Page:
Just like Windows, it’s a few easy configuration options to run a service. It begins with navigating to the systemd service directory:

cd /etc/systemd/system/

Here we are going to to create a new service file.

touch blazorapp.service

FYI, touch makes a file. You can ls here to see the other x.service files.

Now we’re going to edit this file the linux way!! Run the following:

nano blazorapp.service

Take a step back and look at that empty magic. Don’t worry its just a text file, nano is an editor, and we’re going to copy pasta some contents based on my git repo, blazorschool.com and this post.

In my repo, find the /deployment/files/app-web.service file and take a look. You can get the gist of it pretty easily. Follow the linuxhandbook.com link to find out more about the configurations available.

If you are awesome and have used Terminal to ssh and run nano, then you can copy pasta those contents into nano and press ctrl+s to write to the file.

Ubuntu nano allows ctrl+s to save and ctrl+x to exit. Not sure if this is standard but if you’re stuck in vim maybe call emergency services… or flip modes and :wq… idk.

Understanding the blazorapp.service file

I’ll give a quick run-down on the file I linked to create the service:

Description=app service description

Unit contains the description and some events that it may rely on. In this case, I defined the name and told it to wait until the network is available.

ExecStart=/path/to/dotnet Portable.Dotnet.dll

Service contains the bits that mostly configure it. The only one that isn’t self-explanatory is Type. In this case, it has something to do with being a service that emits notifications whereas a “simple” Type would not. Read more at the previously mentioned handbook website.


Install simply defines the services other system dependencies. In this case, default.target is “the system is ready for things to start running”. Again, network.target is simply “the system networking should be operational first”.

Some of this may not be required. Do your homework you linux guru!

Install and start up your service

Now that your service file exists in the expected folder, you can enable it by running:

systemctl enable blazorapp

blazorapp was the first part of the service file we created.. wasn’t it?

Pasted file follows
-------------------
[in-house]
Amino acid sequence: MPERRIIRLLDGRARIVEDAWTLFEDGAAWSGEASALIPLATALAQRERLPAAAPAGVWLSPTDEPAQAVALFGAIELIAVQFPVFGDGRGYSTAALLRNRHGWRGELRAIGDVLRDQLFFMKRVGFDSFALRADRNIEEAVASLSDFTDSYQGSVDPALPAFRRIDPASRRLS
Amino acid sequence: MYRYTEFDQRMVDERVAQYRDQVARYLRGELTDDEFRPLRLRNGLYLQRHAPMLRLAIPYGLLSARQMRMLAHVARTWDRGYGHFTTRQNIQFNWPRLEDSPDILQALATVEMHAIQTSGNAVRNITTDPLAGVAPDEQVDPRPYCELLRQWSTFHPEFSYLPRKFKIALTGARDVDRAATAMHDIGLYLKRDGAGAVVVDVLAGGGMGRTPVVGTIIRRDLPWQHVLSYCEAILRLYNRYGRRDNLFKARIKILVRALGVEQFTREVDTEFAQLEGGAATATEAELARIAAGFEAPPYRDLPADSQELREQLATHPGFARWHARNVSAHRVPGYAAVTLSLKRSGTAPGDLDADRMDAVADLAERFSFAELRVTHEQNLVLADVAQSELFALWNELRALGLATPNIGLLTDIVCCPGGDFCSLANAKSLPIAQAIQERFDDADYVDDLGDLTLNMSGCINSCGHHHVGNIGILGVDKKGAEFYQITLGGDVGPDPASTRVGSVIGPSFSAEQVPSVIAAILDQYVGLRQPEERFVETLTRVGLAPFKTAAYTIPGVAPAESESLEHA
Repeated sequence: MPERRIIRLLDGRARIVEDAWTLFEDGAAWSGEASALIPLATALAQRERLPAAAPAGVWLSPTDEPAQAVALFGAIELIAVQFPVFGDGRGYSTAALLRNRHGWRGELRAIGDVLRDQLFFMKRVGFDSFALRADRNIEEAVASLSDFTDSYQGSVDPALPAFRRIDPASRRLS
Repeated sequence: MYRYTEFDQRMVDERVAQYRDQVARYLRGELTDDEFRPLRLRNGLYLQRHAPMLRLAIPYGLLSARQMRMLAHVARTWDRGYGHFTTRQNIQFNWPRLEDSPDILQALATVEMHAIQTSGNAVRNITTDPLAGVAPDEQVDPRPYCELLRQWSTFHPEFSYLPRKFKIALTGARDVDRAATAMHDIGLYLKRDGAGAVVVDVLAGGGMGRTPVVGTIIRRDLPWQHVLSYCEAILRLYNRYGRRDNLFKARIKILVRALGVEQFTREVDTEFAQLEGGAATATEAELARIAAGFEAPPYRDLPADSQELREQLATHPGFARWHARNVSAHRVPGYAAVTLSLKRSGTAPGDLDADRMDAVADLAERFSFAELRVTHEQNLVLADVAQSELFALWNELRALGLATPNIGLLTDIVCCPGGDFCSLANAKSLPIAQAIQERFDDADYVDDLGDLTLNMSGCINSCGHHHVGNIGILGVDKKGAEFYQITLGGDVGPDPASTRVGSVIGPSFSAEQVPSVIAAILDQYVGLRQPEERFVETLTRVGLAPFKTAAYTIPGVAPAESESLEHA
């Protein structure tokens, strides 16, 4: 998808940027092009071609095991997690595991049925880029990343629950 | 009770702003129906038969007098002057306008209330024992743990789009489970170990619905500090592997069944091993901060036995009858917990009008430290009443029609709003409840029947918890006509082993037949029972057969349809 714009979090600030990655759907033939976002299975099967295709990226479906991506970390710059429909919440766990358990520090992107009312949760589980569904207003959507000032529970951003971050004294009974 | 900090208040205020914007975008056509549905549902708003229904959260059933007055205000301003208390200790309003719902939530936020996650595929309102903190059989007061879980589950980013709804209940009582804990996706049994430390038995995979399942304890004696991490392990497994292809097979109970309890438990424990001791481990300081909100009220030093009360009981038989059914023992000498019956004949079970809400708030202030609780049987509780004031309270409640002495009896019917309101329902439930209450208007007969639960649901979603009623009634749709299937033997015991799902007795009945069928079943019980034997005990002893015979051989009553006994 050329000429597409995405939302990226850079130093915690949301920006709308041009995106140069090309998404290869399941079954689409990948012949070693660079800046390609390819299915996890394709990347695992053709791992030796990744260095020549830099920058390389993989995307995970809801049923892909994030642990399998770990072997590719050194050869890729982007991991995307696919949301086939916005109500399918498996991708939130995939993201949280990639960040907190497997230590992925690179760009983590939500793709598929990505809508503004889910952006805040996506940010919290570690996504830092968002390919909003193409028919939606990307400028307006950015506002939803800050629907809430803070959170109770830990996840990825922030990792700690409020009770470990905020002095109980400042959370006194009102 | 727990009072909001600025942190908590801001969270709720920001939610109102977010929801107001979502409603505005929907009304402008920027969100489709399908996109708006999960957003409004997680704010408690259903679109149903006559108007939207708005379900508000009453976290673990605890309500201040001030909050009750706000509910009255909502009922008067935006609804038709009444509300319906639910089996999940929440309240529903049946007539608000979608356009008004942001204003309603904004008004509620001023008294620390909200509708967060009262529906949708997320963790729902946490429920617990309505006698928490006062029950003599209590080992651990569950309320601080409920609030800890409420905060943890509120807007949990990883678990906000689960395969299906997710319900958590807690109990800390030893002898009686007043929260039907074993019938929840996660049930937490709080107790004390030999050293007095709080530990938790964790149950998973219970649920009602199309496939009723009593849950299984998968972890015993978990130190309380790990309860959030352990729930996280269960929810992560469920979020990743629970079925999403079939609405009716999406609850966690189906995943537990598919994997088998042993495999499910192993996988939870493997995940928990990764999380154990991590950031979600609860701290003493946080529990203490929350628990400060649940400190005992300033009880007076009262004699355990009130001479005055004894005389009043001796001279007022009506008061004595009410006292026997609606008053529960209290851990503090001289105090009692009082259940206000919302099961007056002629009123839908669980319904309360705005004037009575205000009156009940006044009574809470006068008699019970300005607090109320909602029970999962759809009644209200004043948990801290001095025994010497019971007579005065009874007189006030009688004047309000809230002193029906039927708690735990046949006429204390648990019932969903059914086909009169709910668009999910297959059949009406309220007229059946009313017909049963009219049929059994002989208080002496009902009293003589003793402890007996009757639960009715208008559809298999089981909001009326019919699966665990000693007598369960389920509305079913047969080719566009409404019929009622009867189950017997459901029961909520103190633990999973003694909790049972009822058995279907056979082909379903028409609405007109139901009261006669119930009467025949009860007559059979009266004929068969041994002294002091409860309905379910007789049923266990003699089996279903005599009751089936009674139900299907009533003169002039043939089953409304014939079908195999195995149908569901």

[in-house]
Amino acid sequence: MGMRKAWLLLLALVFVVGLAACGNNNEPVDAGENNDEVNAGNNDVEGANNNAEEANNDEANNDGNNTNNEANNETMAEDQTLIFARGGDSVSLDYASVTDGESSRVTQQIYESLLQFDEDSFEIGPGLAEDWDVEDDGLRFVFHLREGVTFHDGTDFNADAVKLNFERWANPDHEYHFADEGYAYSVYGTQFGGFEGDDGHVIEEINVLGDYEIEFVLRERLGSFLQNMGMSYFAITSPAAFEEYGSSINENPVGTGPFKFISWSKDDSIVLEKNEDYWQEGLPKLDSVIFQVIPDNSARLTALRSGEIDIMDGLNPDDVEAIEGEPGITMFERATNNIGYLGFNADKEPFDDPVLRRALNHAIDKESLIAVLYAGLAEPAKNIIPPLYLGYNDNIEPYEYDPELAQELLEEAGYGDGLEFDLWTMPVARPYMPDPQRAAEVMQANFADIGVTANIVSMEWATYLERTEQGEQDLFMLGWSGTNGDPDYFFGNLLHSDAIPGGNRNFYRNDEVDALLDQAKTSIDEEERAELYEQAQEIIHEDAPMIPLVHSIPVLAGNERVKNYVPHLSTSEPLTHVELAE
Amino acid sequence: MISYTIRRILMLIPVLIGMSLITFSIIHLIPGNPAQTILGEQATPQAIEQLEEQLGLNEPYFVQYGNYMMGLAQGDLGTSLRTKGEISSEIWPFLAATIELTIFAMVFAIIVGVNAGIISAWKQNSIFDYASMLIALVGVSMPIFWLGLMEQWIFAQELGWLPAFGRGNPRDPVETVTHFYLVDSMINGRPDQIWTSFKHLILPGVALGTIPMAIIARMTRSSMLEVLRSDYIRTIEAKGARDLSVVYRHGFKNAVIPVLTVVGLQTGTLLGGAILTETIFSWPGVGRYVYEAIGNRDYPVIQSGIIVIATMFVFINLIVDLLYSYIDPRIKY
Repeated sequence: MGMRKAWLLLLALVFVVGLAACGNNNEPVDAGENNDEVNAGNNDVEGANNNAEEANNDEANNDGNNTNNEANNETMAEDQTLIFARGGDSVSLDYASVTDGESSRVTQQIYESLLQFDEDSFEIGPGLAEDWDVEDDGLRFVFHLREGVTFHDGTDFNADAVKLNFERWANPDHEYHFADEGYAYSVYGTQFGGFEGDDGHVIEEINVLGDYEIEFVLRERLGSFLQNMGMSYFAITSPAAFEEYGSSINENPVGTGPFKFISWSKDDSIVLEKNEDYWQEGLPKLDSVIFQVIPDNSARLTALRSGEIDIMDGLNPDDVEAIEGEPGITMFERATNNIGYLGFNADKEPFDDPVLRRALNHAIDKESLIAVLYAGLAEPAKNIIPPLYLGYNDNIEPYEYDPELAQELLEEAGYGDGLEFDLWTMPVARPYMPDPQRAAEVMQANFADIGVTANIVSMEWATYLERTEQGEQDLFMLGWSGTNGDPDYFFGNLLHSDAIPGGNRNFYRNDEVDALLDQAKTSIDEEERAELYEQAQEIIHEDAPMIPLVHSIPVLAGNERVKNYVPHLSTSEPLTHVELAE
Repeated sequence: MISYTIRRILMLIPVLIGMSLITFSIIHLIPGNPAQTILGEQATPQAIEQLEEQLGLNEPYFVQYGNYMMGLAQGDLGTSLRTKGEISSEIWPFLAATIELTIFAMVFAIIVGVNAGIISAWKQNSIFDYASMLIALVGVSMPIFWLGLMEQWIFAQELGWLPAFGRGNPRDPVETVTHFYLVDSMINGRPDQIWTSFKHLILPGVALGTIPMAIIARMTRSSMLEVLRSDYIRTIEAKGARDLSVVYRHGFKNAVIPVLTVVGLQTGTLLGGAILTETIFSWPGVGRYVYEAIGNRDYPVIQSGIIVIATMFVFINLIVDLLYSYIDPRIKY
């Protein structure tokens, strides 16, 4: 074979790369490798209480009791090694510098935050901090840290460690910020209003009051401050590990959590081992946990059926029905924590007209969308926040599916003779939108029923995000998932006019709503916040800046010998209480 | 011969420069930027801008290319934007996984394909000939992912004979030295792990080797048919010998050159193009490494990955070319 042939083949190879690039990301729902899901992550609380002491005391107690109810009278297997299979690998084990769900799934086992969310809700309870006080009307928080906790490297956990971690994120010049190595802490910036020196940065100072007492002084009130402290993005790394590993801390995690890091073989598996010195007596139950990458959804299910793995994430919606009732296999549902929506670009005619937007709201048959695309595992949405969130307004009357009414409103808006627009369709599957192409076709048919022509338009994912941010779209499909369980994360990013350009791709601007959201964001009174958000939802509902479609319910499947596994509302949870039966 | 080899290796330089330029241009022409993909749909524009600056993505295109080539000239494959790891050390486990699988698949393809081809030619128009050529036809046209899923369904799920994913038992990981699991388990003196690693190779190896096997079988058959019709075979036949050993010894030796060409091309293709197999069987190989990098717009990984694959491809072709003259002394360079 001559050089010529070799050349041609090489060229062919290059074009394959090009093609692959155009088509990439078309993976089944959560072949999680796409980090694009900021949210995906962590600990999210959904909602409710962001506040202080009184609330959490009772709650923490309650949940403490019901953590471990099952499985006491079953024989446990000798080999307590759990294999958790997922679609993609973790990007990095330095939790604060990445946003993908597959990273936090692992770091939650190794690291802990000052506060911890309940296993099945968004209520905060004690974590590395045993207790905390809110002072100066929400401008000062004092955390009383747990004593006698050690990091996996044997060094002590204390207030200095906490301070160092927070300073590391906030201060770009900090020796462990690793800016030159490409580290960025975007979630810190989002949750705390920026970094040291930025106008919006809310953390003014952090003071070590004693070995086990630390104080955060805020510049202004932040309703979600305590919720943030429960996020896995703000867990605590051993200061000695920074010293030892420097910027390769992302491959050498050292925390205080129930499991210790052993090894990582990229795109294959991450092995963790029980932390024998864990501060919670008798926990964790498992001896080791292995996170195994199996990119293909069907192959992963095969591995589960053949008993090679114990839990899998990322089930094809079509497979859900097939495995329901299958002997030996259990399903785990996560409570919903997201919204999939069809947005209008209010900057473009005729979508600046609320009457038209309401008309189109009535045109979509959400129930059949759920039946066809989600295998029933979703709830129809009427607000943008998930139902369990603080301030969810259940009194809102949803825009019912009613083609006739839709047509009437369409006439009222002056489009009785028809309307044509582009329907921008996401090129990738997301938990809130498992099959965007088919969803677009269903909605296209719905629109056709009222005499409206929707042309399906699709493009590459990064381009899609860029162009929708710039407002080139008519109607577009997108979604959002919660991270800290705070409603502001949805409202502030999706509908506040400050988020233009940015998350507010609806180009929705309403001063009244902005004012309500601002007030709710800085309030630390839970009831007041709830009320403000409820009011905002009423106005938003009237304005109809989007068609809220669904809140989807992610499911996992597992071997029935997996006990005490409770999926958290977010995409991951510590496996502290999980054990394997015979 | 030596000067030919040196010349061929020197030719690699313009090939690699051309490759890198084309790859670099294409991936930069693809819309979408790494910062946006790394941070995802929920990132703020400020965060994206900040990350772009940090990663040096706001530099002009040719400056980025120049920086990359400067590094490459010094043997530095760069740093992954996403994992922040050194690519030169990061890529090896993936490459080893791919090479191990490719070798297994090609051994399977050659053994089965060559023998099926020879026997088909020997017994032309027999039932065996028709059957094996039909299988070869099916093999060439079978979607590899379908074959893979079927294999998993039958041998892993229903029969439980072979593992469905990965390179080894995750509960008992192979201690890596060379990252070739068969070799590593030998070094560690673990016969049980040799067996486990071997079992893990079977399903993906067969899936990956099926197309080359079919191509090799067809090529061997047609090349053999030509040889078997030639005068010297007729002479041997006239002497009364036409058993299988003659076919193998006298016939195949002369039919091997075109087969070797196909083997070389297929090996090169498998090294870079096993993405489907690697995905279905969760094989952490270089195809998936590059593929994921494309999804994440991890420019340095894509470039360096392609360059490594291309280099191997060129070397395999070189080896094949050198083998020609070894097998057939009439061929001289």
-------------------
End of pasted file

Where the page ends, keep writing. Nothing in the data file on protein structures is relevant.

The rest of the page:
Now try to start it by running:

systemctl start blazorapp

You can check the logs by running journalctl -u blazorapp to see if it is running. You should see something like:

systemd[1]: Started blazorapp

Use the logs to see why we’re not running if you are getting exceptions. It’ll tell you why most likely.

Setup reverse proxy with nginx

You can use what you like. I will use nginx and show how to set up automated SSL.

Most of the setup I ninja’d from blazorschool.com down towards the bottom. This assumes you are running Ubuntu distro and does nginx fairly default-ly. The only caveat is this indicates sites-enabled is not the place to configure things but rather sites-available see stackoverflow. I left mine as-is per blazorschool’s instruction so far.

FYI That default file you deleted can be named the same. I assume it pulls all files here.

One differing point is that if you have www and root (e.g. blzr.dev and www.blzr.dev) pointing to your machine, then you need to ensure those are both specified in the server_name separated by a space or comma on 80 and 443.

Otherwise, ensure your kestrel port is correct. Remember, we’re going to proxy requests from 80 & 443 on https only into kestrel on http.

Remember to reload nginx. Ubuntu may complain that you changed files and it needs to restart the daemon (which it gives you the command to run).

Setup Let’s Encrypt OpenCert bot

This assumes you need a cert. You do you.

Stop nginx service:

systemctl stop nginx

Go here and follow directions until step 8: https://certbot.eff.org/instructions?ws=other&os=ubuntufocal

Instead of

certbot certonly --standalone

Run the nginx specific command:

certbot --nginx

Start nginx service:

systemctl start nginx

Follow the remaining instructions to ensure there is a task to auto-update your cert.

Try it out

Go to your domain.whatever and see it in action. If it didn’t work, it’s probably my fault. But you learned a lot and can fix it yourself ;)


Remember, this is a tiny, vanilla linux box with dotnet and Blazor. The ultimate dotnet dev stack for productivity. You could have done this on docker or any other 500 ways.

If you found this helpful, let me know @bitobrian on musk’s bird app. I have Mastadon but I’m too stupid to use it without feeling FOMO. It’s @bitobrian@twit.social if that is how it works.

Check out blzr.dev in the future too. I’m working on an all-things blazor site. It’s running on a $5 linode as described in this post.